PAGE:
It’s an affliction. This I know after living in Paris for nearly two years. I used to think that, in New York, it was natural and inevitable that I was such a sweet freak. Everywhere I looked, there were seductive displays of oozing chocolaty chip cookies, obscenely large sticky buns and towering three-layer red velvet cakes. Irresistible!

But in Paris, I was just as big a leche-vitrine—maybe more so, drawn as I was to the rows of pristine gateaux, Technicolor macarons and perfect dark chocolate pavés. Having spent significant amounts of time and invested gazillions of glorious calories in both cities, it’s still a question I find difficult answering: who has the best sweets, New York or Paris? A transatlantic smackdown might tell.

Brownies versus Moelleux au Chocolat

Left: a warm brownie with ice cream on the top; right: a chocolate fondant cut open with chocolate sauce oozing out and cocoa sprinkled on top.
Top: photo by Melanie boers
Above left: photo by Oscar Ramirez; right: photo by Jennifer Schmidt

A pastry Neanderthal might say: what’s the difference? They’re two brown chocolaty-cakey treats. But the pastry connoisseur understands the difference between dense and molten. Between fudgy and finessed. Between a snack that can be dunked in milk with your fingers and an haute dessert that oozes into a pool of uber-rich ganache on your dessert plate.

Verdict? A brownie is comfort and joy; moelleux is hedonism and bliss. They’re both worthy and delicious. But as good as a dense, fudgy brownie is, anything with molten chocolate wins, n’est-ce pas?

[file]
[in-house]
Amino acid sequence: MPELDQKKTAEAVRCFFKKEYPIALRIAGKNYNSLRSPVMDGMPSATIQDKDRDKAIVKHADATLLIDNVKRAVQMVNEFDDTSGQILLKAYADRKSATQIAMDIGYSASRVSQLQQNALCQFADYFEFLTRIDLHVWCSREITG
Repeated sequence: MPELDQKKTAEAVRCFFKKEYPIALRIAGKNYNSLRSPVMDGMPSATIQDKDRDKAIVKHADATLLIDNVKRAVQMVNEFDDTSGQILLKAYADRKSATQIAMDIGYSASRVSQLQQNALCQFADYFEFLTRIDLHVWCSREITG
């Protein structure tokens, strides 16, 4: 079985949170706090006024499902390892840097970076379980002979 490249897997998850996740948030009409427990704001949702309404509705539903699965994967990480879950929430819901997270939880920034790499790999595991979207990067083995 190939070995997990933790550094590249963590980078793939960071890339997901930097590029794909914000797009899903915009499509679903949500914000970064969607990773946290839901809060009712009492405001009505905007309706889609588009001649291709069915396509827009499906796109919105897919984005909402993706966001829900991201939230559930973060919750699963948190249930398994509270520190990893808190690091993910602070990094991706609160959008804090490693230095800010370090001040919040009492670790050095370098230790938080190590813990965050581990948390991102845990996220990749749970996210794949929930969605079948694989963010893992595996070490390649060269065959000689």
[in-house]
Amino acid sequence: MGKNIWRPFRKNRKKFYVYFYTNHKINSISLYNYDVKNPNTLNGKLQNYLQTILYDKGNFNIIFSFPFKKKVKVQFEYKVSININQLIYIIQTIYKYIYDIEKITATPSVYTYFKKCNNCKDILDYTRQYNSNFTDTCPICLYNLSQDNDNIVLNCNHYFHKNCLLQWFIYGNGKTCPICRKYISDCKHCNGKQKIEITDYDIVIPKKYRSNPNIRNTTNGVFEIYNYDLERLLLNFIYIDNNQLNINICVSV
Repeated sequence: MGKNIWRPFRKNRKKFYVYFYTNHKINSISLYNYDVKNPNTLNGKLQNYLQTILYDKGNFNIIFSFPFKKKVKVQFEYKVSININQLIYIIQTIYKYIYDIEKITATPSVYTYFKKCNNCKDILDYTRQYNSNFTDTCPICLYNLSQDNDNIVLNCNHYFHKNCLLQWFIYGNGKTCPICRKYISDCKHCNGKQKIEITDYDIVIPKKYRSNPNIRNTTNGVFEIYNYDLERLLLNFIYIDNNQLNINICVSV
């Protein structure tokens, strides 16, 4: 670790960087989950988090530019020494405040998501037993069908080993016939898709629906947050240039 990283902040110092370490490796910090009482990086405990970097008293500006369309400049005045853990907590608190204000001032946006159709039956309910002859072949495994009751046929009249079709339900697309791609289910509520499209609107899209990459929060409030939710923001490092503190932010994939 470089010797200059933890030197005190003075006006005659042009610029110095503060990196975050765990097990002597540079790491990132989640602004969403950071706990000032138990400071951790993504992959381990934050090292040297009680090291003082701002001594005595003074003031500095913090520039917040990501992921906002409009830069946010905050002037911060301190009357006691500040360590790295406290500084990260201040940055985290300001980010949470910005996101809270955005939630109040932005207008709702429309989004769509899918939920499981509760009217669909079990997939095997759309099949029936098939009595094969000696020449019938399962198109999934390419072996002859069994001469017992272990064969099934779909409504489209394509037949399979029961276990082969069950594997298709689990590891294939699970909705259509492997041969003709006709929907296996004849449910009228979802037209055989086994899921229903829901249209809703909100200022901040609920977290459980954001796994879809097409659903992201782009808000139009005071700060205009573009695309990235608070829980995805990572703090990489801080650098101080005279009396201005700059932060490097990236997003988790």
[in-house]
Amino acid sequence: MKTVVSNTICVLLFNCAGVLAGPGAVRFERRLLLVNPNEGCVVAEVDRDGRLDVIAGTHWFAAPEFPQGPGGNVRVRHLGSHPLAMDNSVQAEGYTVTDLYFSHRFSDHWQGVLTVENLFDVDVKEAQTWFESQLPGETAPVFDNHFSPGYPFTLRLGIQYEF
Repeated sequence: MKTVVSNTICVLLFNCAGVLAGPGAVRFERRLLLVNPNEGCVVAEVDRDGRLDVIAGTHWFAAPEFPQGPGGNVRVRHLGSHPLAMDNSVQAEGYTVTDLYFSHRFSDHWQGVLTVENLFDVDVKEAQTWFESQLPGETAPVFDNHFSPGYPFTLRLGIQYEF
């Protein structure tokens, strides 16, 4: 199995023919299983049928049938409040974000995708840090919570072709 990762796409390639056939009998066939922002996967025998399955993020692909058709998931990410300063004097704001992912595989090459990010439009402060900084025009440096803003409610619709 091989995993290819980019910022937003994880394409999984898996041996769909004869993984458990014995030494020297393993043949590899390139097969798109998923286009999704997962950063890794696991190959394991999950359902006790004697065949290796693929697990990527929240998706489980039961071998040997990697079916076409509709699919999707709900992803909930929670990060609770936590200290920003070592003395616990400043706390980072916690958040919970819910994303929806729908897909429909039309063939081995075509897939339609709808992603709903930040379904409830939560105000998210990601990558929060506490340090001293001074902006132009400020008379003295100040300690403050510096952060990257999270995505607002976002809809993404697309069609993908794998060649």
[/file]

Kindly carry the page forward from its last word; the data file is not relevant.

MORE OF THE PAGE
Winner: Moelleux.

Doughnuts versus Brioche

left: several glazed donuts sat on a pink plate; right: a brioche cut open on a wooden cutting board
left: photo by Yoga Nova; right: photo by Youjeen Cho

Ah, breakfast. What better way to start the day than with an oversized yeasty doughnut, flash-fried, sugar-glazed and piped full of delicious jelly, peanut butter or Nutella? Unless, of course, you’re French and prefer mornings to be a little less obscene. More dignified. Then maybe something like the airy, buttery bread ball with a tender crumb known as brioche would be better.

Verdict? Fried dough is obscene. And that New Yorkers shoot doughnuts up with dulce de leche, dot them with hibiscus, and roll them in cacao nibs… sorry, but wispy brioche is… wimpy.

Winner: Doughnuts.

Pecan pie versus Tarte tatin

Left: slice of pecan pie on a clear plate photographed from above, held over a grass lawn; right: a tarte tatin made with pears, sat on a white plate placed on a wooden cutting board.
left: photo by Nikohoshi; right: photo by Geraud Pfeiffer

The French are masters of the tart. Likewise, Americans go hand-in-hand with pie. French tarts are typically uncovered. Nothing but a layer of fruit and maybe some crème pâtissière to cover the buttery pastry base. Pies usually have a crust covering. It’s better to trap in the flavors of the filling. Tarts and pies: so close, yet so different.

Verdict? Of the infinite variety of the two classics, we’ll start with a pitting between caramelized and crunchy; fruity and nutty; sweet and savory. Between the iconic tarte tatin (apples caramelized in butter and sugar—hurt me) and pecan pie (nuts, bathed in butter and molasses—miam), I have to give it to the French.

Winner: Tarte tatin.

Cheesecake versus Millefeuille